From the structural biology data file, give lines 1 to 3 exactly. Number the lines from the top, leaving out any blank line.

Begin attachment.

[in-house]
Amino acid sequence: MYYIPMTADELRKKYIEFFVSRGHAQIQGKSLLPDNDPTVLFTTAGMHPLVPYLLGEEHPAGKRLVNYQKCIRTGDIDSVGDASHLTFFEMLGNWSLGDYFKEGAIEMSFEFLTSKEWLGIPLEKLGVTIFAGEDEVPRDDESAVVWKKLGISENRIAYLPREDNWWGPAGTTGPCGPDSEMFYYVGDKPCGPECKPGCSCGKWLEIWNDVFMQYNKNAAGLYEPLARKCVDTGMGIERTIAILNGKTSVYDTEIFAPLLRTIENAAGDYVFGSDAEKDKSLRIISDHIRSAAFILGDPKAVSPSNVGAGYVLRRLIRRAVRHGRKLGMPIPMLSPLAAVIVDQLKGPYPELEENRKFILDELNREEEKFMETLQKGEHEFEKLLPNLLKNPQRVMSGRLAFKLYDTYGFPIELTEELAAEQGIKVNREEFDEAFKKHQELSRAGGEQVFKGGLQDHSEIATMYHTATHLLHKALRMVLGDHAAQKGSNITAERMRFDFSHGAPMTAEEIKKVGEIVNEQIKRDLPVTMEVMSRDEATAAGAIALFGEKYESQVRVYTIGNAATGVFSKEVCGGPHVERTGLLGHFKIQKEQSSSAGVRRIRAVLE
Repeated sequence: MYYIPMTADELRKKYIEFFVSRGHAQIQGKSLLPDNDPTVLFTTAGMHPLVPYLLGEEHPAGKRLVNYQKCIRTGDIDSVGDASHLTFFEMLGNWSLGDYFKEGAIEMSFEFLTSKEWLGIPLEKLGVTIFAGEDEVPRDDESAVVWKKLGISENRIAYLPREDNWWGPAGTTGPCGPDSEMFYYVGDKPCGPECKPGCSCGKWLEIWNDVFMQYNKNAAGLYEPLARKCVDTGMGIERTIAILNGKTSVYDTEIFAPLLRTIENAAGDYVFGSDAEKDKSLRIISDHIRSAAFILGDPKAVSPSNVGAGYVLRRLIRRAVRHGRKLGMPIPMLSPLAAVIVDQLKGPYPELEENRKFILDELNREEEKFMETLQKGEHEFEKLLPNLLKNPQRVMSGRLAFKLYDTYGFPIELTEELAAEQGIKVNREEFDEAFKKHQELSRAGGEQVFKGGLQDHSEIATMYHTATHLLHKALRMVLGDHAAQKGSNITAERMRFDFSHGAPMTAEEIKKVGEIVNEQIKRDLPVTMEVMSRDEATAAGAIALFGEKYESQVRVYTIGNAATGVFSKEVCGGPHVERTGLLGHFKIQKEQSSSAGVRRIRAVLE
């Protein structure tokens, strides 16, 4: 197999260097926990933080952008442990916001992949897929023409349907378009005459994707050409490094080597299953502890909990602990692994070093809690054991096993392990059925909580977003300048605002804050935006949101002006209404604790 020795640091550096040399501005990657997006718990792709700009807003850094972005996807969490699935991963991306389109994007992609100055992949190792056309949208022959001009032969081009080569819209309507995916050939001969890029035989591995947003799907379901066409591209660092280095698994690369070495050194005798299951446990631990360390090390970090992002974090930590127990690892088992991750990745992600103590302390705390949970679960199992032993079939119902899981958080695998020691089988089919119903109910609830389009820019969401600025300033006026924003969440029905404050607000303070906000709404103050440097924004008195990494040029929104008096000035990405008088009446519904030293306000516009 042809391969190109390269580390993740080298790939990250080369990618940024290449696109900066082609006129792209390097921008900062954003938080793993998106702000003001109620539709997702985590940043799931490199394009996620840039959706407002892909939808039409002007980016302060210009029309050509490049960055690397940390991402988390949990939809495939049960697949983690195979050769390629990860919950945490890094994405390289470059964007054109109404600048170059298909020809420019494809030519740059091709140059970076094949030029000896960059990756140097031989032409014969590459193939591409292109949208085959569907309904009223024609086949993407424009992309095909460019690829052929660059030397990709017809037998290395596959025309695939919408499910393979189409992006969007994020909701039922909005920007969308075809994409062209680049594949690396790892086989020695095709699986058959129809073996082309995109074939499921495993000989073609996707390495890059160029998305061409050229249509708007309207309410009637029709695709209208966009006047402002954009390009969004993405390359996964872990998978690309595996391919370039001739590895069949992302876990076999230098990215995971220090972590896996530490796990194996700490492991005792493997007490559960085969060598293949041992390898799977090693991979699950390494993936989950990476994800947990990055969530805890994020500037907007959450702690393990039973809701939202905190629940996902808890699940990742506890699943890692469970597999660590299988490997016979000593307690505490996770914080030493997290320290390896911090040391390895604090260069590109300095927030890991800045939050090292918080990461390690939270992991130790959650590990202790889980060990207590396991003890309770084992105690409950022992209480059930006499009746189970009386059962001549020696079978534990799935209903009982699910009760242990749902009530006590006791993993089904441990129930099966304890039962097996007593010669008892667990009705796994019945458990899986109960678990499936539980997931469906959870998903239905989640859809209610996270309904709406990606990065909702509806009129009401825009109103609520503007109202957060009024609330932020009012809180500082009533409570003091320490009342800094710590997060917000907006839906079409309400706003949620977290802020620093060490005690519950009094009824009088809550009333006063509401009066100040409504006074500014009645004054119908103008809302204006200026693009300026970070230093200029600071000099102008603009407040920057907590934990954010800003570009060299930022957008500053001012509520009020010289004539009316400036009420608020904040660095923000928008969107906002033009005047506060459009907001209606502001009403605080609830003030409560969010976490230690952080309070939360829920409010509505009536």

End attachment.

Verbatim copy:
[in-house]
Amino acid sequence: MYYIPMTADELRKKYIEFFVSRGHAQIQGKSLLPDNDPTVLFTTAGMHPLVPYLLGEEHPAGKRLVNYQKCIRTGDIDSVGDASHLTFFEMLGNWSLGDYFKEGAIEMSFEFLTSKEWLGIPLEKLGVTIFAGEDEVPRDDESAVVWKKLGISENRIAYLPREDNWWGPAGTTGPCGPDSEMFYYVGDKPCGPECKPGCSCGKWLEIWNDVFMQYNKNAAGLYEPLARKCVDTGMGIERTIAILNGKTSVYDTEIFAPLLRTIENAAGDYVFGSDAEKDKSLRIISDHIRSAAFILGDPKAVSPSNVGAGYVLRRLIRRAVRHGRKLGMPIPMLSPLAAVIVDQLKGPYPELEENRKFILDELNREEEKFMETLQKGEHEFEKLLPNLLKNPQRVMSGRLAFKLYDTYGFPIELTEELAAEQGIKVNREEFDEAFKKHQELSRAGGEQVFKGGLQDHSEIATMYHTATHLLHKALRMVLGDHAAQKGSNITAERMRFDFSHGAPMTAEEIKKVGEIVNEQIKRDLPVTMEVMSRDEATAAGAIALFGEKYESQVRVYTIGNAATGVFSKEVCGGPHVERTGLLGHFKIQKEQSSSAGVRRIRAVLE
Repeated sequence: MYYIPMTADELRKKYIEFFVSRGHAQIQGKSLLPDNDPTVLFTTAGMHPLVPYLLGEEHPAGKRLVNYQKCIRTGDIDSVGDASHLTFFEMLGNWSLGDYFKEGAIEMSFEFLTSKEWLGIPLEKLGVTIFAGEDEVPRDDESAVVWKKLGISENRIAYLPREDNWWGPAGTTGPCGPDSEMFYYVGDKPCGPECKPGCSCGKWLEIWNDVFMQYNKNAAGLYEPLARKCVDTGMGIERTIAILNGKTSVYDTEIFAPLLRTIENAAGDYVFGSDAEKDKSLRIISDHIRSAAFILGDPKAVSPSNVGAGYVLRRLIRRAVRHGRKLGMPIPMLSPLAAVIVDQLKGPYPELEENRKFILDELNREEEKFMETLQKGEHEFEKLLPNLLKNPQRVMSGRLAFKLYDTYGFPIELTEELAAEQGIKVNREEFDEAFKKHQELSRAGGEQVFKGGLQDHSEIATMYHTATHLLHKALRMVLGDHAAQKGSNITAERMRFDFSHGAPMTAEEIKKVGEIVNEQIKRDLPVTMEVMSRDEATAAGAIALFGEKYESQVRVYTIGNAATGVFSKEVCGGPHVERTGLLGHFKIQKEQSSSAGVRRIRAVLE